Prayers at West Point Military Academy under fire


WEST POINT, N.Y. — A Washington-based group that promotes the separation of church and state has demanded that a military academy end prayers during official events.

The Americans United for Separation of Church and State (AU) sent a letter to the U.S. Military Academy at West Point claiming that the "academy's prayer policy runs afoul of the Constitution and violates the rights of cadets."

AU claimed that invocations at West Point events, including Plebe Parent Weekend, Ring Weekend, Thanksgiving Dinner, the Martin Luther King Award Dinner, and graduation, were unconstitutional and coerce cadets to participate in and endorse religion.

Alliance Defending Freedom responded to the prayer complaint on behalf of the Chaplain Alliance for Religious Liberty to the United States Military Academy at West Point.

"The First Amendment allows public officials to acknowledge our nation's religious heritage," said Alliance Defending Freedom Senior Legal Counsel David Hacker.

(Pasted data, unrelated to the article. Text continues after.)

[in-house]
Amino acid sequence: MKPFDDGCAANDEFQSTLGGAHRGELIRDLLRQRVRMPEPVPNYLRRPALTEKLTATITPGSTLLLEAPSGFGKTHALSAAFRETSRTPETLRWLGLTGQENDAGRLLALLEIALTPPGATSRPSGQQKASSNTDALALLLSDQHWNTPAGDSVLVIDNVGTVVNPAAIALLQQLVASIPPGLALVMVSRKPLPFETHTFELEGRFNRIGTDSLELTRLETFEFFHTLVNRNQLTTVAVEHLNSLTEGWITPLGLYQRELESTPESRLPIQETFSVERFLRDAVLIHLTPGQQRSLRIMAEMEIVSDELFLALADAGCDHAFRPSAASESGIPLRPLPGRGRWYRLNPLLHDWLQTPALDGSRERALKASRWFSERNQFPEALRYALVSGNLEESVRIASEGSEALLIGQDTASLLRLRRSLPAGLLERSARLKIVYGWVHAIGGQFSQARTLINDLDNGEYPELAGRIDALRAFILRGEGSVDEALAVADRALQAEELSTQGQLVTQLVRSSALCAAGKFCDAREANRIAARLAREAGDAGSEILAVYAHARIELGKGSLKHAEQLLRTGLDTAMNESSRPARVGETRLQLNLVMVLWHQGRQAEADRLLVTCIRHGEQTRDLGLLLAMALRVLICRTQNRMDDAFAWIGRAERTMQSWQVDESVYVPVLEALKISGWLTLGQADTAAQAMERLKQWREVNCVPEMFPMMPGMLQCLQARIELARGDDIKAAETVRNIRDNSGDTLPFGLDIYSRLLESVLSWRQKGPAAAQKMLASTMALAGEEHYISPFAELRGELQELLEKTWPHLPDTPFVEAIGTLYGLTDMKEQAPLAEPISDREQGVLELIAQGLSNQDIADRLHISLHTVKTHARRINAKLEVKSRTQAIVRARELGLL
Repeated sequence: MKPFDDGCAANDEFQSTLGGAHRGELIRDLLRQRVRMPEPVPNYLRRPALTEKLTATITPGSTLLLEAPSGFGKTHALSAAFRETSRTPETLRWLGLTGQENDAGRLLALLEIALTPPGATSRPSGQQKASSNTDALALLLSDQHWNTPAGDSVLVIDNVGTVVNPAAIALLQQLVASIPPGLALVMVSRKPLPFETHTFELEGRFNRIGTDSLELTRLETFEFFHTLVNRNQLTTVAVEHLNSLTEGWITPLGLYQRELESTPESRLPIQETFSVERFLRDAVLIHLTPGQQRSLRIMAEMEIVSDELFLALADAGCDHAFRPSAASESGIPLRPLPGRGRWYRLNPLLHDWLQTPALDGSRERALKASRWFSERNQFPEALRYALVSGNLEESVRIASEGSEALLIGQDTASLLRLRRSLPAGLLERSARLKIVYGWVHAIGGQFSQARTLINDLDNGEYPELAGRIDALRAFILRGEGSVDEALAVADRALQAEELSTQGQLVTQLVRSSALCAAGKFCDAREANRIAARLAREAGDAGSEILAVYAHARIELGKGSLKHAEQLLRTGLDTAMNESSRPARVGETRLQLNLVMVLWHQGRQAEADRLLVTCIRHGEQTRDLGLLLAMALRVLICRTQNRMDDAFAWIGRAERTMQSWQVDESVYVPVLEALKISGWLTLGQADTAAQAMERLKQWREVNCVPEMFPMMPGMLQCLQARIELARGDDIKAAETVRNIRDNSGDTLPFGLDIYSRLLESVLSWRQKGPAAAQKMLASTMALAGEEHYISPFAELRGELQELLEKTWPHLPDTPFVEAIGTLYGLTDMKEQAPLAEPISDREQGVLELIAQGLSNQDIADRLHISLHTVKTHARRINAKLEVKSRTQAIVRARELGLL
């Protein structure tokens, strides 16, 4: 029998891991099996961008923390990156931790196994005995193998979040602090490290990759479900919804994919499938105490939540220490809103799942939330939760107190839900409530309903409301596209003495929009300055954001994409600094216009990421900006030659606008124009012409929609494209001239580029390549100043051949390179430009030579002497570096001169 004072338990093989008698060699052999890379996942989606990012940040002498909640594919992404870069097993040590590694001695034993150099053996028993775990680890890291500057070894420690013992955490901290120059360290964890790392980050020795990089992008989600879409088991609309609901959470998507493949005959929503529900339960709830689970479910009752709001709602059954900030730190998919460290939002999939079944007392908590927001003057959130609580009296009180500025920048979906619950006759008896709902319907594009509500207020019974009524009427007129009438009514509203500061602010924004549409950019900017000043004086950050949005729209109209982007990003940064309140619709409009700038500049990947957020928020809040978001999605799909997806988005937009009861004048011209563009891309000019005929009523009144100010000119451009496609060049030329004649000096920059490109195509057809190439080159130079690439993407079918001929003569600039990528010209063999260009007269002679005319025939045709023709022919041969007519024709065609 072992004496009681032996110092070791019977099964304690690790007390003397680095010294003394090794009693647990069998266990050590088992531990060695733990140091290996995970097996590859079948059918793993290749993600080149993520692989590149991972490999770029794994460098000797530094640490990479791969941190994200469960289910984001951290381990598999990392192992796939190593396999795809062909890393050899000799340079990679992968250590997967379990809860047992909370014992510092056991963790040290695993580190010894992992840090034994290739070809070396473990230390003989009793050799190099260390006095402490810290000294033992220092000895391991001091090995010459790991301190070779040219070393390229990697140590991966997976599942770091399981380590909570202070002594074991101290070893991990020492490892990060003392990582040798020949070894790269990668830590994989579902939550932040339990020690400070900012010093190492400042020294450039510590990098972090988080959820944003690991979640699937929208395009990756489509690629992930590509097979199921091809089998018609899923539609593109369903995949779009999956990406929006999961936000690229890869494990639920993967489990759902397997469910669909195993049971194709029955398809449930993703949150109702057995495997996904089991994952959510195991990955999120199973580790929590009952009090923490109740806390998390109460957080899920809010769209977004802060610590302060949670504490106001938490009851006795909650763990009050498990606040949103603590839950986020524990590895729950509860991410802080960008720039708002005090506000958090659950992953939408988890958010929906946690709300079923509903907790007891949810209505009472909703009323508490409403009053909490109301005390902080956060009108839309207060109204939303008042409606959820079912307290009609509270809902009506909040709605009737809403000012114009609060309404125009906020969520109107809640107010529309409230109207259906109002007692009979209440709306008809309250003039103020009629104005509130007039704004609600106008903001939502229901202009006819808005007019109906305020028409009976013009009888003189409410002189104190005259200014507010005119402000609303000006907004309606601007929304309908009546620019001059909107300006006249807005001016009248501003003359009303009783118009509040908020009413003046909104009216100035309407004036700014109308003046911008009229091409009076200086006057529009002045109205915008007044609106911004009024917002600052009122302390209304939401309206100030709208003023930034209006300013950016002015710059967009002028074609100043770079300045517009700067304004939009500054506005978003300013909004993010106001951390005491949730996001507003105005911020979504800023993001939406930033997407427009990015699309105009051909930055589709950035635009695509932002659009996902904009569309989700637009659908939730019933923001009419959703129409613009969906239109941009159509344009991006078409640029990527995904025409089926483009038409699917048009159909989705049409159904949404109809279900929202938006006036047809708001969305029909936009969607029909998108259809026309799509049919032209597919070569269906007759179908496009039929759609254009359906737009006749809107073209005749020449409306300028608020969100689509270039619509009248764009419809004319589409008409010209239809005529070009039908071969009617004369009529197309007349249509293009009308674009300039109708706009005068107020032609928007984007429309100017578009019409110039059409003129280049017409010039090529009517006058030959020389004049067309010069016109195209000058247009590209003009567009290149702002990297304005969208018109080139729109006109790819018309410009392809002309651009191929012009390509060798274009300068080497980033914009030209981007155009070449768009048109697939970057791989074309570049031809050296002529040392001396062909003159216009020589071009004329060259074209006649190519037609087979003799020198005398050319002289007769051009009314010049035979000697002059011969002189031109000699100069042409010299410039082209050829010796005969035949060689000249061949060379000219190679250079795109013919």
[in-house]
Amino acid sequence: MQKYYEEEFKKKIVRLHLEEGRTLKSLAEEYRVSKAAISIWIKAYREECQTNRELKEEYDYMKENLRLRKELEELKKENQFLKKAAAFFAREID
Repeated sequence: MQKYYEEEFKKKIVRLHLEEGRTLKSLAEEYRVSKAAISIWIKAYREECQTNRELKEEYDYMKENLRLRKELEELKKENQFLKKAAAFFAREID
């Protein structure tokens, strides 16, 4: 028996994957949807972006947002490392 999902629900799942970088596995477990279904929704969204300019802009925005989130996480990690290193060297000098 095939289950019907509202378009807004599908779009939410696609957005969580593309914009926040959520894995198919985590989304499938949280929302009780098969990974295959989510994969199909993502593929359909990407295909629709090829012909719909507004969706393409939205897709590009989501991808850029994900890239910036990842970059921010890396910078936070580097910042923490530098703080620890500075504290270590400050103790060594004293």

Since the Revolution, the Military has offered opportunities for soldiers to pray. Historical records stated that General George Washington often sought God's help in prayer. West Point has continued the tradition of offering invocations since its founding in 1802.

"Anti-religious groups with misguided ideas about the First Amendment should not be allowed to destroy a time-honored and perfectly constitutional American custom," said Hacker.

AU believes that prayer is a form of religious coercion.

"West Point cadets should be able to train for service in our nation's military without having religion forced upon them," said Lynn in a press release.

According to ADF, the historical practice of offering prayer, especially at military and university functions at West Point, does not violate the Establishment Clause of the First Amendment.

Rather, as the U.S. Court of Appeals for the 6th Circuit has stated, invocations such as the ones offered by West Point chaplains and cadets, "solemnize public occasions, express confidence in the future, and encourage the recognition of what is worthy of appreciation in society."

The letter also explains that, contrary to AUSCS's accusations, "West Point does not require cadets to participate in the invocations or even listen to them" and "two federal courts of appeals rejected the notion that prayers at significant public university events coerce attendees to participate in religion."

"Our Founding Fathers opened their meetings with prayer and ensured this freedom would be protected in the Constitution," added Hacker. "It is unfortunate that groups like Americans United disrespect the history behind our brave military men and women, who train to preserve this freedom for future generations."